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Al-Qaeda 'faces funding crisis'

A still from a video made by Intel Centre after an audio message purportedly by Osama Bin Laden was released (14/09/09)
Al-Qaeda is in its worst financial state for years, the US says

Al-Qaeda is in its worst financial state for many years while the Taliban's funding is flourishing, according to the US Treasury.

Senior Treasury official David Cohen said al-Qaeda had made several appeals for funds already this year.

The influence of the network - damaged by US efforts to choke funding - is waning, he said.

The Taliban, meanwhile, are in better financial shape, bolstered by Afghanistan's booming trade in drugs.

According to Mr Cohen, the al-Qaeda leadership has already warned that a lack of funds was hurting the group's recruitment and training efforts.

ANALYSIS
Gordon Corera
Gordon Corera, BBC Security Correspondent
After 9/11 much emphasis was placed on dealing with terrorist finance, since it was something tangible that governments could try to tackle and was far easier than the bigger challenge of dealing with the ideology that sustains terrorism.

But do groups like al-Qaeda need money? Terrorist attacks are not in themselves expensive. Estimates vary but 9/11 might have cost around half a million dollars, the 2004 Madrid bombings $10,000 and the London attacks of 7 July 2005 only a few thousand.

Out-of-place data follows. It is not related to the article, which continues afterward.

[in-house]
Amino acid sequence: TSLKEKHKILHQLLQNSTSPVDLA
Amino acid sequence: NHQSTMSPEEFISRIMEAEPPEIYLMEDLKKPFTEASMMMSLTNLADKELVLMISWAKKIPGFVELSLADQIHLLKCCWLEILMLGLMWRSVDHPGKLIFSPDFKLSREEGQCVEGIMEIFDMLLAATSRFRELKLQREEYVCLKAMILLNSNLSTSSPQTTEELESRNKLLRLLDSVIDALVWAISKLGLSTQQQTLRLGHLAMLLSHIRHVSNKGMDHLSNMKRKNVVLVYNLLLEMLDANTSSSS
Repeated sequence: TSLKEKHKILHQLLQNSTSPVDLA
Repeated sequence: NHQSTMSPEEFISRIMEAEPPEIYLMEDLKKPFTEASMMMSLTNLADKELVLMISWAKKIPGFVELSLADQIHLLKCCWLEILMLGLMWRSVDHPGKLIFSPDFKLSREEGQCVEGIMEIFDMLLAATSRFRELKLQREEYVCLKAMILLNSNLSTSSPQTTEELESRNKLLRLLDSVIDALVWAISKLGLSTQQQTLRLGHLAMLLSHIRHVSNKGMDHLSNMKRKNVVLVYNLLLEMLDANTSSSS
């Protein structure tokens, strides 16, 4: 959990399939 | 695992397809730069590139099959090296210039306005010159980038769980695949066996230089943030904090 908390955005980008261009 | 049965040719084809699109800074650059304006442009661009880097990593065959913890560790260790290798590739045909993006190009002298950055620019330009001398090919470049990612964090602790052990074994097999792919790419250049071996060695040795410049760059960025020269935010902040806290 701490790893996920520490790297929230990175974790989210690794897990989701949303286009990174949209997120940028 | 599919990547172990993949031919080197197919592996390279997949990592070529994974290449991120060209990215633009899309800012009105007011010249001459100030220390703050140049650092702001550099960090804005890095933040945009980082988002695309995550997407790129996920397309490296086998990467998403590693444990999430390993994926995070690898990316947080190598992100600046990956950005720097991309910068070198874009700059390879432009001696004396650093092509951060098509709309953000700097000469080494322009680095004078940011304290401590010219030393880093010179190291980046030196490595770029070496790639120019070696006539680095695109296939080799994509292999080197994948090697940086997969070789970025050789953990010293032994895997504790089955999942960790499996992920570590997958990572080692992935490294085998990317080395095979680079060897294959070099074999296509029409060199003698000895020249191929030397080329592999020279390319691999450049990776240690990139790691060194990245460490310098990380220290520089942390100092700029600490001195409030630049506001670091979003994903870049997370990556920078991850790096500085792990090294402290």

However, al-Qaeda does need resources to operate effectively - for instance its leaders will be paying off local villagers and tribes to ensure their location is not revealed. So restricting the money flow can make it harder for them to operate.

"We assess that al-Qaeda is in its weakest financial condition in several years and that, as a result, its influence is waning," Mr Cohen said from Washington.

But he added that as the organisation had multiple donors who were "ready, willing and able to contribute" the situation could be rapidly reversed.

However, the assistant secretary for terrorist financing said that the Taliban were in a better financial position, despite efforts to control the movement's cash supply.

The US administration's Special Envoy to Afghanistan, Richard Holbrooke, has said that the Taliban get most of their funding from private benefactors in the Gulf.

The many sources of funding for the Taliban make it more difficult to intercept and interrupt money flows, Mr Cohen said.

He also noted a trend in militant organisations turning to criminal activities to finance themselves.

Hezbollah, he alleged, is involved in making and selling illegal copies of music and computer software, as well as cigarette smuggling.

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